NASA's SDO shows images of significant solar flare
The sun emitted a significant solar flare, peaking at 7:49 p.m. EST on Feb. 24, 2014. NASA's Solar Dynamics Observatory, which keeps a constant watch on the sun, captured images of the event.
Solar flares are powerful bursts of radiation, appearing as giant flashes of light in the SDO images. Harmful radiation from a flare cannot pass through Earth's atmosphere to physically affect humans on the ground, however—when intense enough—they can disturb the atmosphere in the layer where GPS and communications signals travel.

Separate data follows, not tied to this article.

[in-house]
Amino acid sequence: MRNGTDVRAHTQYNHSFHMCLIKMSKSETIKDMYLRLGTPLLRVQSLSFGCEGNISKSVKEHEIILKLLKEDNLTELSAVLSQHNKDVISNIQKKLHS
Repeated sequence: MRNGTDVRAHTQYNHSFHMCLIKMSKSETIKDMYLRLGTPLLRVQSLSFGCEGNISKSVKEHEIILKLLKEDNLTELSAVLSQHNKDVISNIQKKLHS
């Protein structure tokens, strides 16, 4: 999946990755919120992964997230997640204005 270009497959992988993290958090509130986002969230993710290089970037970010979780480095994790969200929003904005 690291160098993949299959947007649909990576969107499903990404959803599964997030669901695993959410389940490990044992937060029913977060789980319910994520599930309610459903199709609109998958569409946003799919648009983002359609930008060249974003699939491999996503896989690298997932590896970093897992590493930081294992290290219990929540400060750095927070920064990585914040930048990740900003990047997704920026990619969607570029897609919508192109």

To see how this event may impact Earth, please visit NOAA's Space Weather Prediction Center, the U.S. government's official source for space weather forecasts, alerts, watches and warnings.
This flare is classified as an X4.9-class flare. X-class denotes the most intense flares, while the number provides more information about its strength. An X2 is twice as intense as an X1, an X3 is three times as intense, etc.
Provided by NASA's Goddard Space Flight Center